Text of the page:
FORT MYERS, FLA. - When Ron Gardenhire became a Twins coach in 1991, he drove an old two-wheel drive Ford pickup, hung out with guys nicknamed Walleye and Spike, filled his days with fishing, bowling and golf, and drank his share of beer.
The pressures of managing in the big leagues, combined with occasional health concerns, have changed him. Now Gardenhire drives a new four-wheel drive Ford pickup, hangs out with guys nicknamed Walleye and Spike, fills his days with fishing, bowling and golf, and mixes in an occasional glass of red wine.
"I just went through all my health tests," Gardenhire said the other day. "My triglycerides were high. I don't know why -- they said it was something to do with beer."
Gardenhire's laugh filled his spartan office at Hammond Stadium. His pitching coach, Rick Anderson, joined in, and this relaxed jocularity in itself is unusual in the world of pro sports.
Managing a baseball team is a humbling experience in the age of instant opinion, and Gardenhire is coming off a series of trying events.
It is thus remarkable how little Gardenhire and his staff have changed since, in his first spring on the job, he coaxed David Ortiz into hitting an exploding golf ball over on Field 5.
So when Gardenhire turned surly for a week last spring, people noticed. Asked about that this week, Gardenhire pointed to the only picture on his office walls, a portrait of Kirby Puckett reading "In memoriam, 1960-2006."That knocked me back quite a bit," Gardenhire said of Puckett's death. "You look at guys who get you through tough times. When I first got the job here, he really made it easy on me. I know that was devastating to a lot of people, but it really hit me.
"It just didn't seem like it was real, that he was gone."
After that depressing beginning, Gardenhire turned in his finest work as a manager, taking the Twins from 12 ½ games out to a division title.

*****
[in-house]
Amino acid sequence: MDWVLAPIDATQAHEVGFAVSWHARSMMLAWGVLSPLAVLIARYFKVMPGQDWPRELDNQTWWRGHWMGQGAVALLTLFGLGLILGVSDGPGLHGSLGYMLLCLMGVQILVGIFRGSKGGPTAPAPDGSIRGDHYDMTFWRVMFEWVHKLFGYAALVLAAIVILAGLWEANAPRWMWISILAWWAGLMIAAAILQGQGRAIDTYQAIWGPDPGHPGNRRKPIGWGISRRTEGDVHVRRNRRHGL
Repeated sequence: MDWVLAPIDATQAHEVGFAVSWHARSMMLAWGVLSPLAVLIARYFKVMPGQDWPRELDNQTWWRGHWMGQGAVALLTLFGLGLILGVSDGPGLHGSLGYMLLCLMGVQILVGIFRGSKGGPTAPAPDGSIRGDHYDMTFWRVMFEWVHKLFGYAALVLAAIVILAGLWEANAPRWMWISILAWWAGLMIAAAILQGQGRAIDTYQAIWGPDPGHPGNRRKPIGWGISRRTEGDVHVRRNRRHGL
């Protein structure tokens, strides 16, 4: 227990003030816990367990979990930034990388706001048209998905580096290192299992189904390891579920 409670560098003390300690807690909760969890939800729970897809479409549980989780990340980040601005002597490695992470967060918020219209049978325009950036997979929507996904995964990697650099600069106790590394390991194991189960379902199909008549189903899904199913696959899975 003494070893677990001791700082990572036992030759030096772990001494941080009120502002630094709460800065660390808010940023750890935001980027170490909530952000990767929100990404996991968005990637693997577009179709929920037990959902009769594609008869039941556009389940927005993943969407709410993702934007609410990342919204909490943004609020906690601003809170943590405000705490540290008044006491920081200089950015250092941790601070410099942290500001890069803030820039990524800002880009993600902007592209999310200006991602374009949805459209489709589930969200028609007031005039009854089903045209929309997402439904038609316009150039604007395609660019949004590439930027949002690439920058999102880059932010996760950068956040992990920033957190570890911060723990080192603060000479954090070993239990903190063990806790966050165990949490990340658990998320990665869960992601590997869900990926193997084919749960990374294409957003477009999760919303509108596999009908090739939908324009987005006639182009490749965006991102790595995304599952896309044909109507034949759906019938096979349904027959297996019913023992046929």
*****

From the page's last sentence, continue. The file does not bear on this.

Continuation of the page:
Then came the playoff loss to Oakland, which paled in comparison to an unwanted family drama.
This winter, Gardenhire's daughter, Tara, was diagnosed with what Gardenhire described as a "junior form of epilepsy." They were standing in the kitchen one day when Tara involuntarily threw an object across the room.
"She's going to be on medicine the rest of her life, which is sad, but she's doing fine now. At least we know what it is and how to deal with it," Gardenhire said.
More than any other high-profile sporting figure in town, Gardenhire, who lives in Little Canada, is the neighbor who would jump-start your car or buy you a beer. Even now that he's making seven figures, he slogs through the same winter gunk as the rest of us, raises his kids, bowls with the same group of friends in the same league, and scoots all over the state, wearing jeans and a fleece pullover, making promotional appearances.
"There are times when I say, 'Don't you ever just take a day off?' " Twins General Manager Terry Ryan said. "It has been very valuable for us that our managers over the last 20 years -- Tom Kelly and Gardy -- have lived in town and been willing to act as the face of this franchise."
Gardenhire admits he's had to change one aspect of his life -- his willingness to internalize every loss, which has kept the Twins doctors busy monitoring his health the past five years.
"What they've helped me understand is that when you're under stress, your body weakens a bit," he said. "I feel like I've taken control of my stress level now. I've learned to relax. I don't beat myself up like I did before. I don't stay up all night.
"I didn't kill myself over losing in the playoffs last year. I was upset about it, but I didn't let it ruin every day like I did when we lost to the Yankees. That ate me up all winter long."
Now he spends his winters, as former Twins catcher Terry Steinbach put it, being a "barroom Olympian," a guy who can beat you in darts, fishing, golf or bowling.